• The residents of Kiruna are all moving down the road (Still from Midnight Sun) (Photo numrique)Source: Photo numrique
Kiruna will need to move three kilometres to the east to avoid total destruction.
Bianca Soldani

12 Dec 2016 - 1:35 AM  UPDATED 14 Dec 2016 - 10:11 AM

In the northern tip of Sweden, just inside the Arctic Circle, the remote town of Kiruna is being swallowed by the very thing it was built for.

At the turn of the twentieth century, state-owned mining company LKAB came across abundant iron ore reserves under the icy Arctic landscape, and despite the sub-zero climate and periods of eternal darkness, they began digging.

Kiruna was established in 1900 to house the mine's workers and their families, however over a century later, the activities of the mine have compromised the integrity of the ground on which the town is built, and it is now slowly and irreversibly damaging local property and roads.

For many of the 18,200 residents that live and work there, abandoning their home was never the ideal solution. Instead, the entire community is packing up and shifting about three kilometres to the east in a staggering effort to save their town.

Stockholm-based architectural firm White, won the 2013 bid to design and implement the relocation and have begun by creating a new town centre away from the compromised land.

"The Town Hall will be inaugurated in 2017 and the Civic Square in 2019," the project's lead architect Krister Lindstedt tells SBS. "Construction of some housing units has started - as well as the technical infrastructure being built on site."

One major concern residents have voiced with moving to a new site is the destruction of the cultural and historical significance of the old town centre. As a result, White have promised that “the character of the former Kiruna will be retained through the re-use of materials from demolished buildings, and some of the culturally significant built elements, including a historic church, will be relocated unaltered.”

In terms of the church, this means painstakingly demounting, transporting and relocating the structure.

The total plan spans 100 years and aims to see the town slowly “crawl” eastwards as buildings are taken down on one side and relocated on the other. Approximately 3,000 homes will need to be rebuilt as part of the process, and much of the funding until 2033 will be provided by LKAB, so they can continue to work on their mine until that time.

Nevertheless, the move is no small feat and relocating houses and businesses alike is presenting a host of difficulties.

"One of the most challenging aspects of the project at the moment is moving the commercial centre, as shops and amenities will not be moved gradually but at the same time," Lindstedt says.

"This puts an extra strain on smaller shops with lower profit margins which have been in Kiruna for so many years and mean so much to the city's identity."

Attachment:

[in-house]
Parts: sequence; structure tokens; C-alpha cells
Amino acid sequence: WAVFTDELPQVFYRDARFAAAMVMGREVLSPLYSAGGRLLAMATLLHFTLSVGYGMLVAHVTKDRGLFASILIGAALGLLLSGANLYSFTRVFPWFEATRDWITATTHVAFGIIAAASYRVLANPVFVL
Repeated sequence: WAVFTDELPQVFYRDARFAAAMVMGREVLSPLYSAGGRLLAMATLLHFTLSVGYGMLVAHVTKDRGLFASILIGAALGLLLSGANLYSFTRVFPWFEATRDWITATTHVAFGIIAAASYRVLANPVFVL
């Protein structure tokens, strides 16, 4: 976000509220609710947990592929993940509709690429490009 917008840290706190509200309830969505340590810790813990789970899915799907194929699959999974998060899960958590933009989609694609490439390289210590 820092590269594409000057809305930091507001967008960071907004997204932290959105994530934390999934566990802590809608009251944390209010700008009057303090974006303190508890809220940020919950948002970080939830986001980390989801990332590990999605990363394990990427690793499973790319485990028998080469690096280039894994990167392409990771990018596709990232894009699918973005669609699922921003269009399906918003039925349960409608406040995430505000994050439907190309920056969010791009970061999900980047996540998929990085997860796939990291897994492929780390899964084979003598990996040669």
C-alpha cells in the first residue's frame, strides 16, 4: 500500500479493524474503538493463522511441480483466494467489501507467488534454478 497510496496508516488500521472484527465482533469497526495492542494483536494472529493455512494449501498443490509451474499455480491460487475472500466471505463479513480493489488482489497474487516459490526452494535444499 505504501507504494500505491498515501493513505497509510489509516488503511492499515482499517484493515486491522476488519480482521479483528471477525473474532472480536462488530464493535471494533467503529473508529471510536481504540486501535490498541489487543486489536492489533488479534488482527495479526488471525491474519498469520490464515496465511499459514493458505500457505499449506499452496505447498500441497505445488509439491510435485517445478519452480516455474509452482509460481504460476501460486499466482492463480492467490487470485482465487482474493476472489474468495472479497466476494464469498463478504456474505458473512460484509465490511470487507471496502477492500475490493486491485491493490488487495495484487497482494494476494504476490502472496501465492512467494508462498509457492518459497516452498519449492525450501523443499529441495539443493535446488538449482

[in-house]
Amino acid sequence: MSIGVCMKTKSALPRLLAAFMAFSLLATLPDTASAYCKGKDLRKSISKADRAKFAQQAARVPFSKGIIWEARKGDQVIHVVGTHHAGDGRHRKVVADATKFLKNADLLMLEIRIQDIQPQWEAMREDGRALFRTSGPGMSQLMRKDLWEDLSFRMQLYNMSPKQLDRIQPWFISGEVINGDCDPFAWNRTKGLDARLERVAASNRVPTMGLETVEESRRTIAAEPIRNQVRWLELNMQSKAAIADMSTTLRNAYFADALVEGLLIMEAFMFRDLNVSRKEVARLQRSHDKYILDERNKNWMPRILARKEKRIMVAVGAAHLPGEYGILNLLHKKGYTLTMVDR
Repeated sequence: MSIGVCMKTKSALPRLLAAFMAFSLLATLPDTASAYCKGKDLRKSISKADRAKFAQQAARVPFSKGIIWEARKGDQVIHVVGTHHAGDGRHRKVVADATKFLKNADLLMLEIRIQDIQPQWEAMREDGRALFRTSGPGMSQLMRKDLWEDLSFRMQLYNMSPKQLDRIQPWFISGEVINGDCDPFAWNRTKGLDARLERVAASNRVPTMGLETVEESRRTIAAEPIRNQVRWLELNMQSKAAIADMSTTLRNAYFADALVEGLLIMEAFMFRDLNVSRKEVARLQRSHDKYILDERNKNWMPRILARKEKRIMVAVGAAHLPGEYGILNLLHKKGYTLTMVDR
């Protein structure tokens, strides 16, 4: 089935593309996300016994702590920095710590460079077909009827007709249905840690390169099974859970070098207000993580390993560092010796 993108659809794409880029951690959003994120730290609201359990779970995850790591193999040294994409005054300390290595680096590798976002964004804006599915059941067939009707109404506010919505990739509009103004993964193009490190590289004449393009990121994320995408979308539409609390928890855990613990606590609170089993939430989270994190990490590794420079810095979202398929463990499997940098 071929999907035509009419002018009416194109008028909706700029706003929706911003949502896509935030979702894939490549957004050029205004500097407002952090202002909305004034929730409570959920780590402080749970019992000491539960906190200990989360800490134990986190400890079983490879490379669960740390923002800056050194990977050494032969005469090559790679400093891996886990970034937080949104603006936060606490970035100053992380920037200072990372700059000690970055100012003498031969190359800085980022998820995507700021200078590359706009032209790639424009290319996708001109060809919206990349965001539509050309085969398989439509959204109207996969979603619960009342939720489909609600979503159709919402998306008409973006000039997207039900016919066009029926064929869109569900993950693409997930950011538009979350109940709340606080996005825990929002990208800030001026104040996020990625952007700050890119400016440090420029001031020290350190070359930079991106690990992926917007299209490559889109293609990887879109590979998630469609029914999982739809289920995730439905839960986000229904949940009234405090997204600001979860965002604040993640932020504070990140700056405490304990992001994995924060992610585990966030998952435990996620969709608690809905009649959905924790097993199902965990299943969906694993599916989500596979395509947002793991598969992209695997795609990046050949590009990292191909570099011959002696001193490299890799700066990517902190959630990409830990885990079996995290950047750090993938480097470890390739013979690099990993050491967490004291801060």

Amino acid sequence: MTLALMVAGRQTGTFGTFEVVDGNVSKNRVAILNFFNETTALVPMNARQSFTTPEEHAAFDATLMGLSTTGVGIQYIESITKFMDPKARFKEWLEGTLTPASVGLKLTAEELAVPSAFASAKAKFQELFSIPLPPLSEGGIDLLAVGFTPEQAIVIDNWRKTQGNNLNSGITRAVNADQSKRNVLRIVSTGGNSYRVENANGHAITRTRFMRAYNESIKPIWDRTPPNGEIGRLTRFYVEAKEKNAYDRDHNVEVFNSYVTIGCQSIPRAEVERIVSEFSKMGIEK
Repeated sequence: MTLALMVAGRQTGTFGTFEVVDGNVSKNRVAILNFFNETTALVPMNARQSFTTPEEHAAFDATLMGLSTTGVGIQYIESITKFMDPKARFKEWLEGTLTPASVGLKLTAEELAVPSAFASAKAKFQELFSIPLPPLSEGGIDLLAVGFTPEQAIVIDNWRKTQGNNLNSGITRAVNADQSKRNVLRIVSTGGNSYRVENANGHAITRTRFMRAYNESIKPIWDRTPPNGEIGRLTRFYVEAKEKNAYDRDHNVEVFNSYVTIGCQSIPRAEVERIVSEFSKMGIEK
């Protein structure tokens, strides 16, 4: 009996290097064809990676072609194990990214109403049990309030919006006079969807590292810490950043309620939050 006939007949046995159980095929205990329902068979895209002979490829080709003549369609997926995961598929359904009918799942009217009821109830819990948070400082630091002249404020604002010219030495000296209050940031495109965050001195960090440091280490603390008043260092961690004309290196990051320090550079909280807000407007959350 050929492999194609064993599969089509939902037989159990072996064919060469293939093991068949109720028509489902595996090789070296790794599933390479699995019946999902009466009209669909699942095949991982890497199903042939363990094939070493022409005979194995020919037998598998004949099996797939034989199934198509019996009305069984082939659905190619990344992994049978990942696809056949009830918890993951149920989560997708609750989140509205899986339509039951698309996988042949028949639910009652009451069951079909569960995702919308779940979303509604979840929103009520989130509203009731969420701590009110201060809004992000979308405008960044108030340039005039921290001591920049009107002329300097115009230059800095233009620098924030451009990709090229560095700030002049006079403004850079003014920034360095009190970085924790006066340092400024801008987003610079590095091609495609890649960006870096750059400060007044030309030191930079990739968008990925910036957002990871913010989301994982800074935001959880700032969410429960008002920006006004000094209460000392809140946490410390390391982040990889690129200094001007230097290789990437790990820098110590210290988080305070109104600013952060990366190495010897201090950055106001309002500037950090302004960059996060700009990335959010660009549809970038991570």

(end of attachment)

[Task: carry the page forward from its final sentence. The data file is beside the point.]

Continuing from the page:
"Another challenge is moving residential units," Lindstedt  continues, "LKAB is working with residents and not just in terms of monetary compensation for the inconvenience caused, but in finding ways of creating a momentum for people to be excited to move - and making the move go as smoothly as possible". 

The total plan spans 100 years and aims to see the town slowly “crawl” eastwards as buildings are taken down on one side and relocated on the other.

A unique opportunity that the township has in pulling off the mammoth move is to build again in a more environmentally, socially and economically sustainable way. White explain on their website that, “the new development will be designed to a carbon neutral agenda.”

“A denser more intelligent plan, equipped with meeting places and cultural amenities, will promote public life, broadening the male dominated demographic of Kiruna’s past, allowing a more diverse community to settle and thrive.”

An eerie scene for a murder mystery

Being so close to the North Pole, Kiruna experiences extended periods of 24 hour darkness in the winter, while in the summer the sun never sets. Temperatures can get as low as -22 degrees and conditions are harsh to say the least.

While the town has a rich history of its own, it has also become the setting for new Scandi noir thriller Midnight Sun, that follows the tale of a French police officer who travels to Kiruna to investigate the brutal murder of a French national.

When she teams up with a local Swedish DA and member of the Sami, an ancient, mysterious indigenous tribe of Scandinavia, they discover that the murder is just one of a string of killings linked to a 10-year-old secret conspiracy held by some of the town's inhabitants. 

The entire season of the drama is available to watch on SBS On Demand or you can stream the first episode below:

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